This AI Chatbot Is Blowing People's Minds. Here’s What It’s Been Writing.
A new chatbot created by artificial intelligence non-profit OpenAI Inc. has taken the internet by storm, as users speculated on its ability to replace everything from playwrights to college essays.
(Bloomberg) -- A new chatbot created by artificial intelligence non-profit OpenAI Inc. has taken the internet by storm, as users speculated on its ability to replace everything from playwrights to college essays.
From historical arguments to poems on cryptocurrency, users took to Twitter to share their surprise at the detailed answers the so-called ChatGPT provided, after the startup sought user feedback on the AI model Wednesday.
OpenAI’s chief executive officer Sam Altman said in a tweet Thursday that there has been “a lot more demand” than expected.
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California, San Francisco-based OpenAI has made headlines over its GPT-3 software which allows AI models to respond intelligently to text prompts. Earlier this year, the second version of its DALL-E model went viral for its ability to generate photo-realistic images from user submissions.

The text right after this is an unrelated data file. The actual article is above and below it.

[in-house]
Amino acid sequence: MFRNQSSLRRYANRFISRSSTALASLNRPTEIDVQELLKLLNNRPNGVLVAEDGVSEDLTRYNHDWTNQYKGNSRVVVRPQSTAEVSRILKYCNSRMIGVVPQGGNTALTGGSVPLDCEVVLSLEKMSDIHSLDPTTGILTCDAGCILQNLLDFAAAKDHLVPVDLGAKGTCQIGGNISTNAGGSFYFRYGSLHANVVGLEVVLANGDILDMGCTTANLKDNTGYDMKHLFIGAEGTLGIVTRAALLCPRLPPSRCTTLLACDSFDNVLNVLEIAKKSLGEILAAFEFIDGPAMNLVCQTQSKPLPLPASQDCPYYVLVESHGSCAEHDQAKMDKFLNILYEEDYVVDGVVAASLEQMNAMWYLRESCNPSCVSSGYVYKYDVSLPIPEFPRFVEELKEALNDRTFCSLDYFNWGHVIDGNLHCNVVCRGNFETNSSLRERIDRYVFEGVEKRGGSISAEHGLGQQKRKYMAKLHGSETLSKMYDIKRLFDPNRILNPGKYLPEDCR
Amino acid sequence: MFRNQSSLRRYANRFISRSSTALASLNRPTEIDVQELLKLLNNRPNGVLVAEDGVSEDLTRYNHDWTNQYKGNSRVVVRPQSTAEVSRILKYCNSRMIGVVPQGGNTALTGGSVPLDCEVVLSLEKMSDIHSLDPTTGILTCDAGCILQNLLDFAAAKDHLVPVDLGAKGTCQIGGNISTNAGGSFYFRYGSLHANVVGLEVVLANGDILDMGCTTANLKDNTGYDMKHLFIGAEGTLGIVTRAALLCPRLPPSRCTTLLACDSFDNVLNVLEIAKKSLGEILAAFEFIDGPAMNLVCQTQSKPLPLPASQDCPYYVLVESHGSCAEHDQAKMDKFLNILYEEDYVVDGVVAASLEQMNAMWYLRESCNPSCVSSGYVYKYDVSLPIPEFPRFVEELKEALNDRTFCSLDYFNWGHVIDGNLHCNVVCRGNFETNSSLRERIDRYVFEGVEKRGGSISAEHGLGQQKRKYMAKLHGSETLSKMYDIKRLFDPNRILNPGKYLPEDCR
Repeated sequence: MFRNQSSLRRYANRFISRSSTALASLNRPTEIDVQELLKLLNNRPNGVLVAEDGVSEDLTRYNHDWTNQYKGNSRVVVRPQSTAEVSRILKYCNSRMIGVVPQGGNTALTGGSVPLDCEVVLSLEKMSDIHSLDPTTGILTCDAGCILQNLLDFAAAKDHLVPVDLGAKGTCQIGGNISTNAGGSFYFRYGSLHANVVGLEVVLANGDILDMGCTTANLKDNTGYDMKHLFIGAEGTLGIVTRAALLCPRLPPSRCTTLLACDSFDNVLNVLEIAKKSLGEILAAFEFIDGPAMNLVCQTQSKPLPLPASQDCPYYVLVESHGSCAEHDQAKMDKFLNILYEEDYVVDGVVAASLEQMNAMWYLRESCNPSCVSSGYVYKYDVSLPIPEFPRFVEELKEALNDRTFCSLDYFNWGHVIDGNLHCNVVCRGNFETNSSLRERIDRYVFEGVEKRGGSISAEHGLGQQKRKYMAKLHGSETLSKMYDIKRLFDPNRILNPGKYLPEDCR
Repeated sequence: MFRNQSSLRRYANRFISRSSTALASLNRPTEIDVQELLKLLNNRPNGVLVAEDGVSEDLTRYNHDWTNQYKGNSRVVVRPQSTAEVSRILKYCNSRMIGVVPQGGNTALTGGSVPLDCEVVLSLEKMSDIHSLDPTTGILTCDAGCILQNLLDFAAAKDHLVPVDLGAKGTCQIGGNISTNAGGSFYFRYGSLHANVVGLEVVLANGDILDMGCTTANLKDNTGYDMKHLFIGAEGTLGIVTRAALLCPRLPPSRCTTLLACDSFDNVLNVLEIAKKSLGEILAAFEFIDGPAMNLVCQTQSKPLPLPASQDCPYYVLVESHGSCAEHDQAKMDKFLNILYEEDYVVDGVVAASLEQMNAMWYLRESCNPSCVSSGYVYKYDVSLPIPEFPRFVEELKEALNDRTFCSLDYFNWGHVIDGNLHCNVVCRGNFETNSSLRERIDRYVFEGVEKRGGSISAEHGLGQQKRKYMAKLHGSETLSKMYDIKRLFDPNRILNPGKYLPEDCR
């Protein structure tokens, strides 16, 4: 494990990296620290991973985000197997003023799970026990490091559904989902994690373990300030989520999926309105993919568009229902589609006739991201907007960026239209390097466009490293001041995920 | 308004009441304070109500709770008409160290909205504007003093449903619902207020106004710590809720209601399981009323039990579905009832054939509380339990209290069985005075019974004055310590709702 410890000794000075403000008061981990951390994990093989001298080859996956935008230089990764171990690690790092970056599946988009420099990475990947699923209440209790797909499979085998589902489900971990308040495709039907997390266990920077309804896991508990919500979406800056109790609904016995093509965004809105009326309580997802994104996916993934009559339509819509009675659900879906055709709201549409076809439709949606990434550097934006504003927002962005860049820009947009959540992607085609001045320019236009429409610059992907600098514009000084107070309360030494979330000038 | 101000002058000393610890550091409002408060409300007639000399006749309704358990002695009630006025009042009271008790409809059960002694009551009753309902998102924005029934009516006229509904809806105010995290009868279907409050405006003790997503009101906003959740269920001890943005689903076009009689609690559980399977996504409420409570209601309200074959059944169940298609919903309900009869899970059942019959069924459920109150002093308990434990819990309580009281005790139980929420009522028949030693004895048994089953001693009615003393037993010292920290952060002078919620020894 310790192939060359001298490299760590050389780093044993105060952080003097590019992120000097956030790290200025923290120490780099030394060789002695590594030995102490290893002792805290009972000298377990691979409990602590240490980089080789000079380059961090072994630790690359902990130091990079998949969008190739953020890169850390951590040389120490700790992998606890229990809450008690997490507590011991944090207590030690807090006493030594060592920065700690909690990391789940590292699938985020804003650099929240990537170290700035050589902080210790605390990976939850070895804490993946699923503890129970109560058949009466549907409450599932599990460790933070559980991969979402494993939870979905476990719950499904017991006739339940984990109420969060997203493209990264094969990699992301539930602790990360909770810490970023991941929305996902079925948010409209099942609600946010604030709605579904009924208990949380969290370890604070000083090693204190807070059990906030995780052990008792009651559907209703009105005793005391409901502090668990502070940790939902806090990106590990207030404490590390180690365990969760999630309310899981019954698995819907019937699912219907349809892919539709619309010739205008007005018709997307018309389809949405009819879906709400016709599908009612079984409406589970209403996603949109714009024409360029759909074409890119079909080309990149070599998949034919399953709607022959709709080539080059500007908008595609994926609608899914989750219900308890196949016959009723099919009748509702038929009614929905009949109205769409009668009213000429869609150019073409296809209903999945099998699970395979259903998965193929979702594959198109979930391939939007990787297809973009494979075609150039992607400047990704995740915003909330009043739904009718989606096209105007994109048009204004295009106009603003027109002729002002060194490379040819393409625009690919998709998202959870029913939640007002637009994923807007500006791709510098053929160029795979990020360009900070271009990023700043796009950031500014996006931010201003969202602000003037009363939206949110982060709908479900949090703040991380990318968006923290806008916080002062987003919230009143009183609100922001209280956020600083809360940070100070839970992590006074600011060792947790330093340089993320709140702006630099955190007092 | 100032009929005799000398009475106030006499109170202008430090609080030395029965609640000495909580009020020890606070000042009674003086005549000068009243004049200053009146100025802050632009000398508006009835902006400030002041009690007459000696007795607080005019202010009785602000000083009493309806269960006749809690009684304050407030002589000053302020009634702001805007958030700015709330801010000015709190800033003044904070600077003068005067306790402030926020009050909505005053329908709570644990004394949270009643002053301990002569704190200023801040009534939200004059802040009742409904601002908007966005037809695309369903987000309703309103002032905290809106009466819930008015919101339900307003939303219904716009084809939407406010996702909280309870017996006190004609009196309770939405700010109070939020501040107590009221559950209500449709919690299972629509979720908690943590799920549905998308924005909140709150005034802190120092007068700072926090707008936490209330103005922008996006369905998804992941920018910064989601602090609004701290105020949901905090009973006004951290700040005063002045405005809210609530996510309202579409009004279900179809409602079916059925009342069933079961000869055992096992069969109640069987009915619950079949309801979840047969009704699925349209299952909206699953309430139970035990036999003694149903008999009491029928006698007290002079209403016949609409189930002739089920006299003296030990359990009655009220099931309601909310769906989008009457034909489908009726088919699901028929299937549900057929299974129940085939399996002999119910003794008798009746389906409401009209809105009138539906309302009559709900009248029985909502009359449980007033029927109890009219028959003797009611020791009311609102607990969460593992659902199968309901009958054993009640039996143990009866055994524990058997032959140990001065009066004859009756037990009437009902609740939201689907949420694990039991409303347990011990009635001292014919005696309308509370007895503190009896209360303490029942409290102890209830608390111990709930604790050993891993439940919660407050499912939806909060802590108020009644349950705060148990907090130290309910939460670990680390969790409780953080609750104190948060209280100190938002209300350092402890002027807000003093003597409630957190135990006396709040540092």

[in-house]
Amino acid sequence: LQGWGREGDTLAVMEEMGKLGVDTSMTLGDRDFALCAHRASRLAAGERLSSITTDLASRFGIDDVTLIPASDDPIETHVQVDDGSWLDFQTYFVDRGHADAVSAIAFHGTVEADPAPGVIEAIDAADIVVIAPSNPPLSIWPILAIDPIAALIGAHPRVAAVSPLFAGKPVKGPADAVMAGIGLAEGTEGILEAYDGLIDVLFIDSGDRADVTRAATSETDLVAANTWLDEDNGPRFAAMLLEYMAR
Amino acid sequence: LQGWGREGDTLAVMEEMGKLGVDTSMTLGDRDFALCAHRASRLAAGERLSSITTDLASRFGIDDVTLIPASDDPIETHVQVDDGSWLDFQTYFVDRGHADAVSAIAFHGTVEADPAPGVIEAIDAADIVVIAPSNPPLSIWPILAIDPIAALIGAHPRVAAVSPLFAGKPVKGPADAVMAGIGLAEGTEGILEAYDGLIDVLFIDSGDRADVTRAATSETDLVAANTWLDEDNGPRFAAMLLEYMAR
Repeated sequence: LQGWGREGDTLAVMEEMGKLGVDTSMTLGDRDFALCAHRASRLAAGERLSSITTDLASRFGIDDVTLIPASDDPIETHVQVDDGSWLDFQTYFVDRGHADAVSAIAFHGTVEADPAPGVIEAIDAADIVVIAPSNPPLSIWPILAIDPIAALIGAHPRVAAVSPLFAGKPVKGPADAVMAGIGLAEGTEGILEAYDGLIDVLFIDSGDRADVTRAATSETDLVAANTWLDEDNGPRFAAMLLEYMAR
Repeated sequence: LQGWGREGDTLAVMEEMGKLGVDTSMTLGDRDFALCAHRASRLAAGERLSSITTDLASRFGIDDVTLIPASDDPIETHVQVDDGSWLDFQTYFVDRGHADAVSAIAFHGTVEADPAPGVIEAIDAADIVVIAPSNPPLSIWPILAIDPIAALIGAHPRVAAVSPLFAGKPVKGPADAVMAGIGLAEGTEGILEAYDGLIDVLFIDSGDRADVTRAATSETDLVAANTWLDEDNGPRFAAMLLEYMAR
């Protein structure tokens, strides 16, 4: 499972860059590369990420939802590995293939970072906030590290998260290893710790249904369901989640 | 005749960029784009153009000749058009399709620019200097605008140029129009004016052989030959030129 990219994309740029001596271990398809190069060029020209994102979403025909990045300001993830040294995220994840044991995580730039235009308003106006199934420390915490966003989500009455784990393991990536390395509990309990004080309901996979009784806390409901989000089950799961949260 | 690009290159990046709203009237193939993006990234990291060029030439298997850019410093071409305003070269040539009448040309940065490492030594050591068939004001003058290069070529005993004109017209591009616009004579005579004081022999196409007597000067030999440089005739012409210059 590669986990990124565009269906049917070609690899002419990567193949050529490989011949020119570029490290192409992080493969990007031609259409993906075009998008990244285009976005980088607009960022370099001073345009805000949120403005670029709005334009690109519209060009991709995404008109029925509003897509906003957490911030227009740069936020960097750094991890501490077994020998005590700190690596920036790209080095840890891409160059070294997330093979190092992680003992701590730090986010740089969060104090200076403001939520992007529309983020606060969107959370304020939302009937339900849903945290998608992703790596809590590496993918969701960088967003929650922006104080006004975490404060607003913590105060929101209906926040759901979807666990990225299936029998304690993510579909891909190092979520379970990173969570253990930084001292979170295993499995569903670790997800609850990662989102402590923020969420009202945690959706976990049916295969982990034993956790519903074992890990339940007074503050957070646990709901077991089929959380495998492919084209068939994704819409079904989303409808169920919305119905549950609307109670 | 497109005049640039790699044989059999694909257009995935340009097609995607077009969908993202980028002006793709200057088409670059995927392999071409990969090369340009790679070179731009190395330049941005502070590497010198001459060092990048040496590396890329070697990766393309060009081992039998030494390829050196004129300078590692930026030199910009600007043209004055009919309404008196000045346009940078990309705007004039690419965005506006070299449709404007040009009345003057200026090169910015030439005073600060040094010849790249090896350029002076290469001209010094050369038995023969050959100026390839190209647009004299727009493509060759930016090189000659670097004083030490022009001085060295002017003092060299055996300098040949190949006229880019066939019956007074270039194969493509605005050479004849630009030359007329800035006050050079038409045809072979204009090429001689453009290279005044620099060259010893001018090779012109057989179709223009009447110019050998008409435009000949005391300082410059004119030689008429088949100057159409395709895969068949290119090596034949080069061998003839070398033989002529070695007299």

OpenAI was co-founded by Tesla Inc. CEO Elon Musk and Altman with other investors about seven years ago to develop AI technologies that “benefits all of humanity.” While Musk left the company in 2018 after disagreements over its direction, on Thursday, he offered an endorsement of the model’s abilities on Twitter.
Chatbot technology is not new, although its deployment has seen mixed success. Microsoft Corp.’s AI bot ‘Tay’ was taken down in 2016 after Twitter users taught it to say racist, sexist and offensive remarks. Another developed by Meta Platforms Inc. suffered similar issues this year.
Developers acknowledge the model “sometimes writes plausible-sounding but incorrect or nonsensical answers” and can be “excessively verbose” due to the training it received from humans.
While most people were delighted with the bot’s musings, some were quick to point out flaws, such as the model giving a detailed but incorrect answer to a question on algebra, and its ability to override limits on output related to issues like gore, crime and racism.
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